Without more information, it is difficult to assess the liability of the individual who, according to the coalition, breached procedure, but some clues suggest that he was at least reckless in his actions. The failure to obtain approval from the Coalition command and to follow prescribed precautionary measures are fundamental violations in procedure, and it is hard to imagine that they could have been done without an awareness of a substantial risk that the airstrikes would go very wrong, resulting in the targeting of civilians. The coalition’s announcement that an individual committed a “deliberate error” is far from clear, but suggests at a minimum a reckless act.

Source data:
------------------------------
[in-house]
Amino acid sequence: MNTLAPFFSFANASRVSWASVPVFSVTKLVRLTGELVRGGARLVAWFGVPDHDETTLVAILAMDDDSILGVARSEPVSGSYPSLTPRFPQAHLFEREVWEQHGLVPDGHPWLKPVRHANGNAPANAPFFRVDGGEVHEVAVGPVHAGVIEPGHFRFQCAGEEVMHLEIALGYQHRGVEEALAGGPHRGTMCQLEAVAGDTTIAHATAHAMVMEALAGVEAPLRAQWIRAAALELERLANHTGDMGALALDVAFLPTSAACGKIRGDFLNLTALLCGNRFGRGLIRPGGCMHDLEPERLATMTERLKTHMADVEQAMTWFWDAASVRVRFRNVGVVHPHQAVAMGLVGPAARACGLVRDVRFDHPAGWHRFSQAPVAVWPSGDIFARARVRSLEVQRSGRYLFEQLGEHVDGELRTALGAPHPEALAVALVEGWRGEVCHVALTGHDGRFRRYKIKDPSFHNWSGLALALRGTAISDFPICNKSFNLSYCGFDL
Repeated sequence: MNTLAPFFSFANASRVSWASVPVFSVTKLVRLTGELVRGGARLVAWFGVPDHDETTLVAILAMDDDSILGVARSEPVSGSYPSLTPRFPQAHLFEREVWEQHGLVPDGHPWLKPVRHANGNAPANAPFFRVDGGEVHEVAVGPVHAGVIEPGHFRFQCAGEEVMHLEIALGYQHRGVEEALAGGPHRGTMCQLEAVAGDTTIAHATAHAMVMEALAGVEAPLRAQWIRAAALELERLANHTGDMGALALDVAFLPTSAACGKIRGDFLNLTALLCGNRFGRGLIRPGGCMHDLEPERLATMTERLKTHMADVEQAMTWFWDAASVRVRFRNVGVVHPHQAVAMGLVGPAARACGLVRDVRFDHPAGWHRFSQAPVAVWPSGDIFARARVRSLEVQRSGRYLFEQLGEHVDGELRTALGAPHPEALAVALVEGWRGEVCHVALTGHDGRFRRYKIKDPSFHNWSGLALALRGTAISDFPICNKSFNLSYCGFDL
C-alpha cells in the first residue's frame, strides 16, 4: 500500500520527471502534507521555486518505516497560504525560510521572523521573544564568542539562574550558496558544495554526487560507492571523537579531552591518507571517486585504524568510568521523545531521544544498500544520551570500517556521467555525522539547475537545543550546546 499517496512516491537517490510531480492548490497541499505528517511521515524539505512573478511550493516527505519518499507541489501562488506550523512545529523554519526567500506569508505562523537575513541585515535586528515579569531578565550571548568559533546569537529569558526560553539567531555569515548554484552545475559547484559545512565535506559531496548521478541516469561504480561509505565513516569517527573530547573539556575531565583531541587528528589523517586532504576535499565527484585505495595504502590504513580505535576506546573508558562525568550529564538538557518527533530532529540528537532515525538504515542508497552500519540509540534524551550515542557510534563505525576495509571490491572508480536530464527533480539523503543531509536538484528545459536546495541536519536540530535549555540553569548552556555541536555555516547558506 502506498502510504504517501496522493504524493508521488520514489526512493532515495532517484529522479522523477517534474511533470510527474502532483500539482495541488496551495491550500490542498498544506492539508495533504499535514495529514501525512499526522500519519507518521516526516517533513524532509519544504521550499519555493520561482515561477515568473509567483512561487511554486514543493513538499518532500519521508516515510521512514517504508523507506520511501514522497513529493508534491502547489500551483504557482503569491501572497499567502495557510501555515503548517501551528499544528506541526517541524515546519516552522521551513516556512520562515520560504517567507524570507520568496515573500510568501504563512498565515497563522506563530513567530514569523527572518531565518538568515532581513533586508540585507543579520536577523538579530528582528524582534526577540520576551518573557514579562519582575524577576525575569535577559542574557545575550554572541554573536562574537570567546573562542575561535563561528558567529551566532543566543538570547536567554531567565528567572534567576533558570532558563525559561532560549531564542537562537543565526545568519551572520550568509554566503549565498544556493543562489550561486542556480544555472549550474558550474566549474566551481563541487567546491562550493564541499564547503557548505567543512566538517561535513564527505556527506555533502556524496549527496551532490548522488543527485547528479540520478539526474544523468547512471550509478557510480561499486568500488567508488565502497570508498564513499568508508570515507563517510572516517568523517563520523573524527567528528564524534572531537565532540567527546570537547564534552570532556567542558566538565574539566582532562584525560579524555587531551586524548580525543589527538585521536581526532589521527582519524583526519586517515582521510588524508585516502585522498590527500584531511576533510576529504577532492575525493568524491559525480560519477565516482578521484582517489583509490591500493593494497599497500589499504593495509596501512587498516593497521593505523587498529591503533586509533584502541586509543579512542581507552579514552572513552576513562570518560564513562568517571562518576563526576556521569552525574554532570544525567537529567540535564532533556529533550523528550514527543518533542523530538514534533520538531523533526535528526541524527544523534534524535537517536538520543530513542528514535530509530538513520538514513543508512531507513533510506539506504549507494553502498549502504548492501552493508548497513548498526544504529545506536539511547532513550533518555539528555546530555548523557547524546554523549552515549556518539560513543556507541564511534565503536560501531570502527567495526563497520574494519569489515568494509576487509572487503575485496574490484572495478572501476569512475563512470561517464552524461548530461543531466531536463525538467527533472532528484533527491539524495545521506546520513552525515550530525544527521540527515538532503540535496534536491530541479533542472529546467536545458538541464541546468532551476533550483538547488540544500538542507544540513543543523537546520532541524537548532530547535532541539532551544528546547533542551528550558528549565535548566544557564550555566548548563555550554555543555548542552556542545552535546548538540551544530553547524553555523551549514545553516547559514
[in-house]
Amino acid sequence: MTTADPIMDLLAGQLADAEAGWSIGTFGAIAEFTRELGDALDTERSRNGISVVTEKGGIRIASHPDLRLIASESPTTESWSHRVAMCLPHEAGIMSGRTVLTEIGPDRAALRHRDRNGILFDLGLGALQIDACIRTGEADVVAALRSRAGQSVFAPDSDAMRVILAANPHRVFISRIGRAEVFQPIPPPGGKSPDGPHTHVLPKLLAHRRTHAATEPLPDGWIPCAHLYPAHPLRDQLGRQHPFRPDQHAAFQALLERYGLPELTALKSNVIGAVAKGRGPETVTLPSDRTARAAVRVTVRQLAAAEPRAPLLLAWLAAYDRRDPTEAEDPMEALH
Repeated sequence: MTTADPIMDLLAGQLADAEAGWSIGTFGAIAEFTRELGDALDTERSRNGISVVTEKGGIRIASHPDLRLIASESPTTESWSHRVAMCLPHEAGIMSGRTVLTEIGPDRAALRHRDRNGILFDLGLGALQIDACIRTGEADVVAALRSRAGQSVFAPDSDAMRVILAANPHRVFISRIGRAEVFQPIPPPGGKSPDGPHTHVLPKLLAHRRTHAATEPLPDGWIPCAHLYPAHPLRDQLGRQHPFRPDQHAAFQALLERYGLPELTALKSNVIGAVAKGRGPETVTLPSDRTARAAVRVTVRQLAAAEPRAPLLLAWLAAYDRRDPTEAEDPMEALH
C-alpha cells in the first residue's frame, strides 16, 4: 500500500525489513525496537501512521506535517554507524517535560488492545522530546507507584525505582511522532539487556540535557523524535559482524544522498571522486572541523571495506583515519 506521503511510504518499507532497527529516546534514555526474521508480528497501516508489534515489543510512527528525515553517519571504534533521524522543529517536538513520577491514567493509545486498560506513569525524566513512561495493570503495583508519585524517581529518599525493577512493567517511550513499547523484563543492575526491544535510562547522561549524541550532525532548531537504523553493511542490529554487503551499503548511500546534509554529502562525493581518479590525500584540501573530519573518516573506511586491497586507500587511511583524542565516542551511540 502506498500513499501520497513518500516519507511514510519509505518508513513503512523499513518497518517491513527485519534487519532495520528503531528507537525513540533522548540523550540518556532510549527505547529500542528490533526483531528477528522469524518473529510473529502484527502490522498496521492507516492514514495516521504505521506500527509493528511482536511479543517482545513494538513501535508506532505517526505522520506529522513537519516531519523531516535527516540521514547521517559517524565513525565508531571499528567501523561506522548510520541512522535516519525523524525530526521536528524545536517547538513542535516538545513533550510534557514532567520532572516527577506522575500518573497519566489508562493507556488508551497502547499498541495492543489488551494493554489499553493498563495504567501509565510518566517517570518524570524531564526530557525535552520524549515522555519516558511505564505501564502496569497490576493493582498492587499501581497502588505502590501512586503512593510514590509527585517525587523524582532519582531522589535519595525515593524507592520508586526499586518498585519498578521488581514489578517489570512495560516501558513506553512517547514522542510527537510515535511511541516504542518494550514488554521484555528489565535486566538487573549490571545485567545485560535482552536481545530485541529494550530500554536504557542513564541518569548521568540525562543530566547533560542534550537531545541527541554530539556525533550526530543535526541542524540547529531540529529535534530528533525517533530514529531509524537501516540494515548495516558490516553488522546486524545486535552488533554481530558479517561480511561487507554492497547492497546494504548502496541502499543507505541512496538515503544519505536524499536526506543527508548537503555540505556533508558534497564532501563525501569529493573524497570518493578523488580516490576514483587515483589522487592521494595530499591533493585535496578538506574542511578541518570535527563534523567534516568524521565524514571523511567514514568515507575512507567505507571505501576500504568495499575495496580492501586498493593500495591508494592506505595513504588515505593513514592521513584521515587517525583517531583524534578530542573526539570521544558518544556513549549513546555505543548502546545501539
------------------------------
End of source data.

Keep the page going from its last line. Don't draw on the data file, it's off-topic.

Without knowing the details, however, it is impossible to know for certain what the coalition concluded about the liability of the individual who violated procedure, and what it should have concluded about his liability. This in itself is a fundamental failing: the coalition has an obligation at this point to be more transparent and forthcoming about what it concluded with respect to individuals who violated core procedures or engaged in a “deliberate error” and should also be more forthcoming about the facts underlying their investigation. A failure by commanders within the Saudi-led coalition to take adequate measures to punish subordinates who have committed war crimes could result in criminal liability for the commanders themselves under the principle of command responsibility. Considering the US’s review of its relationship with the coalition, these commanders have both legal and pragmatic reasons to be more forthcoming.